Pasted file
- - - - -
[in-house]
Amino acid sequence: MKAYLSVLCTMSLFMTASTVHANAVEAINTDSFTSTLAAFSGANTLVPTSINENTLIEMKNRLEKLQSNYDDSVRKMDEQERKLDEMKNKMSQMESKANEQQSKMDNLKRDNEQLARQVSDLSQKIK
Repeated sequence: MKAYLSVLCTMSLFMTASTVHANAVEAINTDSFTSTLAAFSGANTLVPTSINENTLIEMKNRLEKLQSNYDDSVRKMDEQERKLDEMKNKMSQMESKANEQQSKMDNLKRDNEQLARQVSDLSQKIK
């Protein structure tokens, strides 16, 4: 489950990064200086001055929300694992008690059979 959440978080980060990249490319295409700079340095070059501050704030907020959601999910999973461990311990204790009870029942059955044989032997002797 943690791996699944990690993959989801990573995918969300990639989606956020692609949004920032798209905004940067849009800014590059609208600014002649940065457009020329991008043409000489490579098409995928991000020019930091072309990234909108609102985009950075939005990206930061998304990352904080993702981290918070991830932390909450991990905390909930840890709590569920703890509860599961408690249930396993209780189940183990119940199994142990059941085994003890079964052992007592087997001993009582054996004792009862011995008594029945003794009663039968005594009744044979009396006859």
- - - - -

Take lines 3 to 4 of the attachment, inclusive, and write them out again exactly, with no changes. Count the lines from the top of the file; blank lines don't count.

Repeated sequence: MKAYLSVLCTMSLFMTASTVHANAVEAINTDSFTSTLAAFSGANTLVPTSINENTLIEMKNRLEKLQSNYDDSVRKMDEQERKLDEMKNKMSQMESKANEQQSKMDNLKRDNEQLARQVSDLSQKIK
């Protein structure tokens, strides 16, 4: 489950990064200086001055929300694992008690059979 959440978080980060990249490319295409700079340095070059501050704030907020959601999910999973461990311990204790009870029942059955044989032997002797 943690791996699944990690993959989801990573995918969300990639989606956020692609949004920032798209905004940067849009800014590059609208600014002649940065457009020329991008043409000489490579098409995928991000020019930091072309990234909108609102985009950075939005990206930061998304990352904080993702981290918070991830932390909450991990905390909930840890709590569920703890509860599961408690249930396993209780189940183990119940199994142990059941085994003890079964052992007592087997001993009582054996004792009862011995008594029945003794009663039968005594009744044979009396006859």